The 90-square-metre hotel – which is aptly called Vipp Pencil Case – is situated on the factory’s ground floor and accessed via a sun-dappled courtyard.
This is one of six hospitality spaces that Vipp has established for design-conscious travellers – others include Vipp Shelter, a pre-fab cabin nestled along the shores of Lake Immeln in Sweden, and Vipp Farmhouse, an 18th-century dwelling located in a rural pocket of Denmark’s Lolland island.
The interiors of Vipp Pencil Case is the work of Danish designer Julie Cloos Mølsgaard, who spent a year curating a neutral yet warm space that she felt sat comfortably within the industrial setting.
At the heart of the hotel room is a light-filled living and dining area. To one side lies a powder-grey edition of Vipp’s V1 kitchen suite, where guests are invited to rustle up their own meals.
To the other side of the space is a large oak dining table with a Jura stone countertop, and a number of storage cabinets that hold extra crockery and cookware.
Woven baskets, ceramic vases and contemporary artworks have been dotted throughout as decoration.
“Vipp Pencil Case is not your average hotel room – more like a studio or atelier, it elicits an artistic ambience and holds a rare quietude in the heart of the Danish capital”, explained Mølsgaard.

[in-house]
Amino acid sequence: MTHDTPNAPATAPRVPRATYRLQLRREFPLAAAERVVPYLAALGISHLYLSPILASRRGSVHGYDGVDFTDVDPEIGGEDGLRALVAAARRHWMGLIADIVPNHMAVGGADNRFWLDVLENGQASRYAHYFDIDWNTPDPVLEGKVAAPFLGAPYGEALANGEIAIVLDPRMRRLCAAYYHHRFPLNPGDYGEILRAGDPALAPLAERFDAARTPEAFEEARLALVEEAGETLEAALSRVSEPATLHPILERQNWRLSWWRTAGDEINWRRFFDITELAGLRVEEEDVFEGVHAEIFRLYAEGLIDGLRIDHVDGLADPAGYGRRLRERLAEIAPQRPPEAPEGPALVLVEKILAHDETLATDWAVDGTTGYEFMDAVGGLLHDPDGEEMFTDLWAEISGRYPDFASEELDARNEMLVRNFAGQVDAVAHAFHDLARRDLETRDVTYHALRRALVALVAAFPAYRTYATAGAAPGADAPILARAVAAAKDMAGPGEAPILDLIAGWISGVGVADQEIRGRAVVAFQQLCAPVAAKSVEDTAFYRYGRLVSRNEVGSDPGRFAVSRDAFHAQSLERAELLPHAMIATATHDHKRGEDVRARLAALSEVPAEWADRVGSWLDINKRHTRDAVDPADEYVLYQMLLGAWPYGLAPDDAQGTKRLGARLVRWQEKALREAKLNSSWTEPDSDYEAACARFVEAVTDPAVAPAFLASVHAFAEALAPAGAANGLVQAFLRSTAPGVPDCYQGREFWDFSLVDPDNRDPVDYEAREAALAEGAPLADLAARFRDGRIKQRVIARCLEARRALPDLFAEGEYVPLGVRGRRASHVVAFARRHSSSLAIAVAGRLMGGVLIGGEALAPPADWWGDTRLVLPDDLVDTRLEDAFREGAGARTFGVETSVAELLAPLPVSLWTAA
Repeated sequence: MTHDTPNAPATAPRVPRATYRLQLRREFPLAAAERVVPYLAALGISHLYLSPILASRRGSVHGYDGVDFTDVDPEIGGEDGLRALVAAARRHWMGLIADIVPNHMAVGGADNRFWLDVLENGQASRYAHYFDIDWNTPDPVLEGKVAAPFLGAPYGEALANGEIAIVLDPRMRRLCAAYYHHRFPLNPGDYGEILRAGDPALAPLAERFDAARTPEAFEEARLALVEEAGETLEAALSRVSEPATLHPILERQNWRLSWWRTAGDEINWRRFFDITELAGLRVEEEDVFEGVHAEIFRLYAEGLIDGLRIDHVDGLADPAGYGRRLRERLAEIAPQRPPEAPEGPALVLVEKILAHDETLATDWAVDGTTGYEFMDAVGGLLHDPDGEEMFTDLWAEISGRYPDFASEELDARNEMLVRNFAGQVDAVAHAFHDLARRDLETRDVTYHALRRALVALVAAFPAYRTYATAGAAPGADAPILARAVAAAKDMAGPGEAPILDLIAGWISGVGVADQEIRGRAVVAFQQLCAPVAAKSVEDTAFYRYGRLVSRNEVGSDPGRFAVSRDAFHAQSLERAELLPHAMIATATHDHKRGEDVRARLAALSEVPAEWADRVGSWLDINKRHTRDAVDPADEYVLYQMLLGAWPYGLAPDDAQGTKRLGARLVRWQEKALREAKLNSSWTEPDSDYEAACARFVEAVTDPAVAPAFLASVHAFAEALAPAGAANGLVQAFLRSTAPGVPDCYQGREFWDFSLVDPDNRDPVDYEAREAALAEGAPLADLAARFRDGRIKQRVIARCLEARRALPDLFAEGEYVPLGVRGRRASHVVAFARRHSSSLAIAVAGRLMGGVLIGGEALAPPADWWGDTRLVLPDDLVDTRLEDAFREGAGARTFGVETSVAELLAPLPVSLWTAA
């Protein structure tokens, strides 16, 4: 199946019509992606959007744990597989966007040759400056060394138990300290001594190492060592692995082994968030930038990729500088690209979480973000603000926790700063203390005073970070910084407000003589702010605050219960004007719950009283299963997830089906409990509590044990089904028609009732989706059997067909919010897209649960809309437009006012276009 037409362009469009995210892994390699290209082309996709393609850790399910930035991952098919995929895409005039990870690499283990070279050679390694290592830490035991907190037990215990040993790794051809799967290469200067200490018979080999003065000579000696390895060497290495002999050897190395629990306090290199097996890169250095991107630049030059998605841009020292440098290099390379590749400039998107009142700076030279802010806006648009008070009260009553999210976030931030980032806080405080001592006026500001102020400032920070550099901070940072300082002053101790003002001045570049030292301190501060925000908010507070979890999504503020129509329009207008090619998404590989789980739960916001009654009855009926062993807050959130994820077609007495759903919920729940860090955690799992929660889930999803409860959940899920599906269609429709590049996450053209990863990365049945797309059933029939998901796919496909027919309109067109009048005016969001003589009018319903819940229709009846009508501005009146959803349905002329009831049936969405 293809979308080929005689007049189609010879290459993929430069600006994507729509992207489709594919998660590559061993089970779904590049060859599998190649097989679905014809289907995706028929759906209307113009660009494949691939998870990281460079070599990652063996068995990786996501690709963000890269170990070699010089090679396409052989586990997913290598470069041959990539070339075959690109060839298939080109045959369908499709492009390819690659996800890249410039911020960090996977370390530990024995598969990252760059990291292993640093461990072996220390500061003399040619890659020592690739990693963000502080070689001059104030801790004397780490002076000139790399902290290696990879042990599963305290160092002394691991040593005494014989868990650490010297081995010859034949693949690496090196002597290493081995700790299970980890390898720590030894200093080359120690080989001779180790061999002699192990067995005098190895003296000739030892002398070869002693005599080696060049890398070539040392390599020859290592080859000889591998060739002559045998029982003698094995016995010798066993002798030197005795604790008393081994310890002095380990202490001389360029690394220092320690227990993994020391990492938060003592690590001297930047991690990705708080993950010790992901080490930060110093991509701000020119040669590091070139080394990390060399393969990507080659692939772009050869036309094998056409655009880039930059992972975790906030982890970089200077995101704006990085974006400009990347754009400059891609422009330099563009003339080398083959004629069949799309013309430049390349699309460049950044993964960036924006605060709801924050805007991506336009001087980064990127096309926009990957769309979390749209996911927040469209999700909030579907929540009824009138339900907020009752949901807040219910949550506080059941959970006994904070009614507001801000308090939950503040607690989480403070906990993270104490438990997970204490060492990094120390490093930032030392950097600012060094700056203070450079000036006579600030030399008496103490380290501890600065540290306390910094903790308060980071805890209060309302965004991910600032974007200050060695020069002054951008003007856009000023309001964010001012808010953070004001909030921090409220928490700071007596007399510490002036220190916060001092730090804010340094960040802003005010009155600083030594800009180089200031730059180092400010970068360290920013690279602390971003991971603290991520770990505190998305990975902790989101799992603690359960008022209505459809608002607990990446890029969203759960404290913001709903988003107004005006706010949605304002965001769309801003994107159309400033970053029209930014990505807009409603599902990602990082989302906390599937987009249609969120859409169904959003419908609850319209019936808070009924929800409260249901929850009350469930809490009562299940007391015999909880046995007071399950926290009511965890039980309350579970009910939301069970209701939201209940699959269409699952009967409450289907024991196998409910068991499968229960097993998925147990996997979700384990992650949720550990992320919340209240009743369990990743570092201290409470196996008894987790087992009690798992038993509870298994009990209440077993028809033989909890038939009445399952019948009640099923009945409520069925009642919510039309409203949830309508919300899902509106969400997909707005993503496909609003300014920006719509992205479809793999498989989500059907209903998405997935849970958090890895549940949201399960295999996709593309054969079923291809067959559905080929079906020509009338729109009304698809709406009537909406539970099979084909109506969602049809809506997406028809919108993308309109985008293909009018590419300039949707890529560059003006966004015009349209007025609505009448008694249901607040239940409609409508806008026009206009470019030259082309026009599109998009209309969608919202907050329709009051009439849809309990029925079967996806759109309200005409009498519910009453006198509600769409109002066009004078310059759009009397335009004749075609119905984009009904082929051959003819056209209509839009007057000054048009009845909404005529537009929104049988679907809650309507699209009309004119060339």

A set of tall sliding doors can be pushed back to reveal the bedroom, which has been dressed with a couple of marble-topped side tables and a plump white seating pouf.
Light streaming through the building’s expansive crittal-style windows is dampened by floor-to-ceiling Kvadrat curtains.
The wooden floorboards that feature here and throughout the rest of the hotel room are meant to nod to the materiality of Viking pencils, and the fact that the building also once served as a showroom for wooden flooring brand Dinesen.
The room also includes a sleek shower room that’s been almost entirely clad with jet-black tiles.
Viking’s former factory is located across the water from central Copenhagen on Island Brygge. This is not Vipp’s first intervention on site – late last year, the brand transformed another part of the factory into a supper club where chefs from around the world can host intimate dining experiences.
Its interiors were also designed by Mølsgaard, who filled the space with wooden furnishings and tactile rugs and cushions.
The photography is by Rasmus Hjortshøj.
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